Resume: 20.0 points, 5.8 rebounds, 3.3 assists, 1.8 steals, 386 free throws made (4th in league), 463 free throw attempts (7th in league), 38.7 minutes (1st in league), 46% FG, 38% 3PT, 83% FT … Team Record in Games Played: 40-25 (10-7 without) … Playoffs: 22.9 points (career best), 5.6 rebounds (career best), 3.2 assists (career best), 2.4 steals (career best), 42.2 minutes, 44% FG (career best), 39% 3PT, 82% FT (career best), 6-6 record … Most Improved Player, 2nd Team All-Defense, All-Star
The Chicago Bulls enter the 2015-16 NBA season as one of the co-favorites in the Eastern Conference, and it’s just as remarkable as it is simple that they are once again in position to make an NBA Finals run. On one hand, it’s a deep and talented roster that is loaded with a former MVP, an NBA Champion, a former Defensive Player of the Year and the reigning Most Improved Player of the Year. If you just look at those pieces alone, it makes all the sense in the world.
On the other hand, the Bulls were bounced before the Conference Finals last postseason for the fourth straight year. Tom Thibodeau was fired in the offseason, and replaced by former NBA player Fred Hoiberg, who saw his Iowa State Cyclones get upset in the 1st Round of the NCAA Tournament this past March. Joakim Noah was banged up for much of last year, Pau Gasol isn’t getting any younger and Derrick Rose had, umm, another rough offseason.
I won’t get into the sexual assault accusations, but Rose did break an orbital bone just a couple of weeks ago, and it’s clear that there is still enough residual bad blood between he and Jimmy Butler that the Bulls should be calling on Dexter Morgan to analyze the situation. The biggest saving grace for the Bulls is Butler, who emerged last year as a solid two-way star in a similar fashion that Paul George did just a couple of years ago.
The emergence of Jimmy Butler and the legitimacy of his Most Improved Player of the Year win was a bit of a surprise in my book. I didn’t even have Butler on the Honorable Mention candidates for last years Top 50 Countdown. It looked like he could only max out as a stingy perimeter defender and nothing else. His shooting percentage from the field dipped below 40 percent (yucky) and his three point shooting was below 30 percent (not what you like to see from your shooting guard.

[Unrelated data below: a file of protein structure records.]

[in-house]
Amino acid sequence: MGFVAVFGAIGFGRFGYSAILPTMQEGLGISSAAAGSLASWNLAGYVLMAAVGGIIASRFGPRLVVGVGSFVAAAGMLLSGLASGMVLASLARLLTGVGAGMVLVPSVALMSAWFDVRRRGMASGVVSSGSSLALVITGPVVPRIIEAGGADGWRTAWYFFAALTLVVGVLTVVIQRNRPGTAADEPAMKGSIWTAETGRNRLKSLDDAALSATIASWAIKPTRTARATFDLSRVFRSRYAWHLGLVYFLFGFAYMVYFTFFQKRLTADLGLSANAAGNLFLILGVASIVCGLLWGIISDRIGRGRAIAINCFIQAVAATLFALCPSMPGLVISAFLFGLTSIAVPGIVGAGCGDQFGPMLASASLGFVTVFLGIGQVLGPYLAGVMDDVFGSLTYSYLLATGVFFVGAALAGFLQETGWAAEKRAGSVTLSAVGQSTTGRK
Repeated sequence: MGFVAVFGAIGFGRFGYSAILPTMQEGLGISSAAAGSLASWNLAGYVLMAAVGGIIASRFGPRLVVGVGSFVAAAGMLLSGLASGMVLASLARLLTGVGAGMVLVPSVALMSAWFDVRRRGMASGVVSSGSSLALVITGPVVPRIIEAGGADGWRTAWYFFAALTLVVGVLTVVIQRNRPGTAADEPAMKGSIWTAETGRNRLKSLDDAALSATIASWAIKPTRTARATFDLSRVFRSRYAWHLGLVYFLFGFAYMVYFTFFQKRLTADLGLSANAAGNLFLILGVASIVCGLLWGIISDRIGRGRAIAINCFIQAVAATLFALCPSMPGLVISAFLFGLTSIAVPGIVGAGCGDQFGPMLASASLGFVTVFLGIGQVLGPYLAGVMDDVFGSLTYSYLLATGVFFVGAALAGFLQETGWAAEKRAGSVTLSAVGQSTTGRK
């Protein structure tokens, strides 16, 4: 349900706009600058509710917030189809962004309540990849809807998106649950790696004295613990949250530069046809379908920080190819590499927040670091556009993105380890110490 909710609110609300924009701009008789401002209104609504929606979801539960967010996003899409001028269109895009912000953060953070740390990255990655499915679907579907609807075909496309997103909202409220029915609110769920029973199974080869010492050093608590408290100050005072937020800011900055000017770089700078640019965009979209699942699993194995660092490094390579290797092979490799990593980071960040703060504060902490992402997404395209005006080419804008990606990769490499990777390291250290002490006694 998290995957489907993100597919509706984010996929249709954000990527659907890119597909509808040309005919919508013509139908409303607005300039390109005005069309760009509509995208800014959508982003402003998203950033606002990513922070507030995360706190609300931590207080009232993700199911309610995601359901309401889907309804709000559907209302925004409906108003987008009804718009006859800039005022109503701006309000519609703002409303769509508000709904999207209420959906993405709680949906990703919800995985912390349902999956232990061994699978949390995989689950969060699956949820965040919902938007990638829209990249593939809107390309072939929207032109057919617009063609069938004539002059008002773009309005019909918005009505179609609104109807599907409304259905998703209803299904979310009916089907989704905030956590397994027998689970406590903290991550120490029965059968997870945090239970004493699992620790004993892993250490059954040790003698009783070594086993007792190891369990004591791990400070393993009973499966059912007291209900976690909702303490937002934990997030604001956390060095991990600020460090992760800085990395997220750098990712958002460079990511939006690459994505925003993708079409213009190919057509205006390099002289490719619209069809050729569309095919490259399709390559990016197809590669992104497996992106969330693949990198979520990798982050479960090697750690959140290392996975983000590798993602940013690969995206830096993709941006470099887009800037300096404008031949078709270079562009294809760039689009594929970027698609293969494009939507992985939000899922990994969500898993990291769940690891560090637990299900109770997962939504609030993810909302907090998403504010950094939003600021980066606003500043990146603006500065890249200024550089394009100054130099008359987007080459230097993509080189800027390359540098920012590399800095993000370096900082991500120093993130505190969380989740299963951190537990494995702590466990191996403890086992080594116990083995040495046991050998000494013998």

Butler must have worked his ass off in the offseason, because he came into the 2014-15 season on fire, averaging 22-6-3, eight free throw attempts per game and 48/33/83 shooting splits over the first two months of the regular season. Usually a huge increase in numbers like Butler saw can be attributed to more minutes, and thus, many more scoring chances. To a degree, Butler took advantage of more opportunities, but those opportunities didn’t come because the Bulls were in dire need of guys who were able and willing to jack up shots.
Even though Derrick Rose missed a rather large chunk of the season, when he was on the floor he was still the primary ball-handler and facilitator for the Bulls offense. The Bulls also had post-maestro Pau Gasol to find touches for, and Joakim Noah, the previous seasons third runner-up for MVP, could still operate as the hub of the offense even though he was gimpy all season long.
The way it worked out, Butler ranked fourth on the Bulls in touches per game, per NBA.com, behind the three aforementioned teammates. Still, Butler found a way to get almost four more shots and two more free throws per game than the previous season, and unlike the 2013-14 campaign, Butler wasn’t a horrendously inefficient scorer. As is the case with other young guards in the league, Butler needs to learn to not be so reliant on contested mid-range jumpers, and rather do most of his damage working in the post or near the basket, where he’s arguably at his best as an offensive weapon. Per NBA.com, Butler shot 48 percent from the post, and he drew a foul on 16 percent of the 92 post-up possessions, the fourth highest rate for all players in the league last year.
Of course, it was nice to see Butler’s stroke from the perimeter improve so greatly in just a one year span. That’s not just a statement made because more of those kind of shots went in; Butler looked far more at ease jacking jumpers than he ever did in the past. It would be unfair to expect another similar jump in efficiency from the perimeter, but as long as Butler can maintain that consistency from the outside it provides nice balance to his offensive game. It also means Chicago has yet another spot up shooter to put around Pau Gasol, or the hopefully healthy and relentlessly attacking Derrick Rose.
There’s plenty of star power on the Chicago Bulls roster, but it’s the most unheralded of those stars who is now the one capable of getting Chicago over the hump. To get to the NBA Finals in the Eastern Conference, it seems pretty clear that you need a wing who can either pester LeBron James on the defensive end, or out-duel him on the offensive end. For a while the guy in the East with the best chance of doing that was Paul Pierce. Paul George came damn close to toppling The King a couple of times too. Now that distinction is passed on to Jimmy Butler. Best of luck with that.